Toward the end of the BERACHA we state: V’TECHEZENU EINEINU B’SHUVECHA L’TZIYON B’RACHAMIM, ‘and may our eyes witness Your return to Tziyon in compassion’. This expression seems to be based upon a verse in Yeshayahu: When your eyes behold the king in his beauty (33:17). The King is really God, and we can’t wait to see the glory of God back in Yerushalayim. Historically, the apparition of the flesh and blood king was the greatest experience of a lifetime. Well, we want to experience that joy with God, again enshrined in the Beit HaMikdash.

In these words, we’re recognizing a painful reality. Our request for an end to the GALUT isn’t just about our nation getting back to a rebuilt Yerushalayim. It’s also about God coming home, too. K’VIYACHOL, it’s almost like saying that that the Divine Presence, SHECHINA, is in GALUT, too.

This observation reflects the verse in Zecharyah, ‘I shall return to Yerushalayim in compassion; My House I shall rebuild within it (1:16), which concludes with an amazing pun. The verse states: and a plumb line will be stretched out in Yerushalayim. But the word for this building tool is KAVEH, which also means ‘hope‘. As the Malbim explains, God’s triumphant return to Tziyon will be the extension of the TIKVAH, which has sustained us all these millennia, in spite of all the travail and trouble. Ourf hope is our lifeline.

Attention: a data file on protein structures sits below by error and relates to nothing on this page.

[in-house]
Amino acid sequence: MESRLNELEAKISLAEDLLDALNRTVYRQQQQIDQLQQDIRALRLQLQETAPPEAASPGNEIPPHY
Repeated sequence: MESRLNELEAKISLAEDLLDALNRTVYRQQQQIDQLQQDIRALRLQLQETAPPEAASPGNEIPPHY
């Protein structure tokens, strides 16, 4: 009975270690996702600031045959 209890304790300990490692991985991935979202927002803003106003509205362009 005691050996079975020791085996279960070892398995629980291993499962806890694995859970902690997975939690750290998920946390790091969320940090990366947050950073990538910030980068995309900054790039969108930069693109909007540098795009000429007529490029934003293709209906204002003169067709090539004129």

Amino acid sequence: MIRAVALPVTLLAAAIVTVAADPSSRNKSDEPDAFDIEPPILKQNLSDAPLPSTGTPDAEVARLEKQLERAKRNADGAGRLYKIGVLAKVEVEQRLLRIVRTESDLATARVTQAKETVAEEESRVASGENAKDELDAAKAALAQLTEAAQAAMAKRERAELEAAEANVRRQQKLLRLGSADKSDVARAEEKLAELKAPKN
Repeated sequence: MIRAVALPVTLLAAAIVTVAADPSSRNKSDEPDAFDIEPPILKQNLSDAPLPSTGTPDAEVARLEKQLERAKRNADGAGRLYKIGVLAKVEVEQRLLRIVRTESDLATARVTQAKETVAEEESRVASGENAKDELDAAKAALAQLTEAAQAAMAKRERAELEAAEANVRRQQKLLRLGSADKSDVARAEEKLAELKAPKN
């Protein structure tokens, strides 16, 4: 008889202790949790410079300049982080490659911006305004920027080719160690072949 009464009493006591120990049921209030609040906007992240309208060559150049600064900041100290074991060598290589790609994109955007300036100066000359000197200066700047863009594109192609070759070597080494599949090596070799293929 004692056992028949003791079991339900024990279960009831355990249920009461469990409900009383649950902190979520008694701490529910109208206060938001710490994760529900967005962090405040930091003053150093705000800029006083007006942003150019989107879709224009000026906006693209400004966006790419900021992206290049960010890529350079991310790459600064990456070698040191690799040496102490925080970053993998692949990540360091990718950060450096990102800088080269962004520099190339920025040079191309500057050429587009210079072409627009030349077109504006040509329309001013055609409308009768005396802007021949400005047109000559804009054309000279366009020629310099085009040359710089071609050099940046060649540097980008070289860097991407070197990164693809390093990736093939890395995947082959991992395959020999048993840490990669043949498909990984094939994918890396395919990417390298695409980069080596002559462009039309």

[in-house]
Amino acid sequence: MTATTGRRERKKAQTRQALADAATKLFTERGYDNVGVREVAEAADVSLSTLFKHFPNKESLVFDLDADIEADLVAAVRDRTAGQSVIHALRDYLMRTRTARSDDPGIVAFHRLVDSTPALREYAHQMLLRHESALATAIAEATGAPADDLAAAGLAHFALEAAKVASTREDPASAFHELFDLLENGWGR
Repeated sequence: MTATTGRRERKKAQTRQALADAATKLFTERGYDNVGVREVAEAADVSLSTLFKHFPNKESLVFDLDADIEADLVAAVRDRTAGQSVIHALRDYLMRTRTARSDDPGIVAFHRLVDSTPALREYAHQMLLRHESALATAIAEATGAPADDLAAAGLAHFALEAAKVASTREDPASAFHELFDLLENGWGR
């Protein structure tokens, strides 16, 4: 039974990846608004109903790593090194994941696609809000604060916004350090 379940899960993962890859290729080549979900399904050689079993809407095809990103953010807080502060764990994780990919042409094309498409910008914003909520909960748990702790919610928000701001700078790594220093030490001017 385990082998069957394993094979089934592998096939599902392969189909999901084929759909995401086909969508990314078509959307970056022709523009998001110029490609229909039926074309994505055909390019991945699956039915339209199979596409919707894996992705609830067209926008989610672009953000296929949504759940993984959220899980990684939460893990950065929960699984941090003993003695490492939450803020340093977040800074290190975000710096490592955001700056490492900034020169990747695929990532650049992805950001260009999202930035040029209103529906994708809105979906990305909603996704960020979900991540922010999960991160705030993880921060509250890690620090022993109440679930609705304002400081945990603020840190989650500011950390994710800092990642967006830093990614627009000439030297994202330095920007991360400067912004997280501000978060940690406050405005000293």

This BERACHA is also the place in which we add the special prayer for those days upon which extra KORBANOT are offered, the MUSAFIM, additional offerings. This prayer, called YA’ALEH V’YAVO, reflects the anomaly that we have special occasions without the prohibition labor, and therefore, a weekday Shmoneh Esrei is recited. This insertion will be discussed in a separate article.

We conclude this BERACHA with the words: Who returns the Divine Presence (SHECHINA) to Tziyon. This announcement seems to reflect the sentiment of this verse, ‘Thus said the Lord: I have returned to Tziyon, and I will dwell (V’SHACHANTI) within Yerushalayim, Yerushalayim will be called the City of Truth, and the Mountain of the Lord of Hosts will be called the Holy Mount’ (Zecharyah 8:4). The Malbim explains that the Truth is the Torah and the holiness will reflect the renewal of the Temple offerings, which is, of course, the topic of our BERACHA.

This opening to the final section of Shmoneh Esreh moves from BAKASHOT (requests) to the realm of the sanctified and sublime. I like to think that this BERACHA reflects a confluence of interests, those of the nation and those of God. It depicts a future rendezvous on the Temple Mount.

About the Author
Born in Malden, MA, 1950. Graduate of YU, taught for Rabbi Riskin in Riverdale, NY, and then for 18 years in Efrat with R. Riskin and R. Brovender at Yeshivat Hamivtar. Spent 16 years as Educational Director, Cong. Agudath Sholom, Stamford, CT. Now teach at OU Center and Yeshivat Orayta.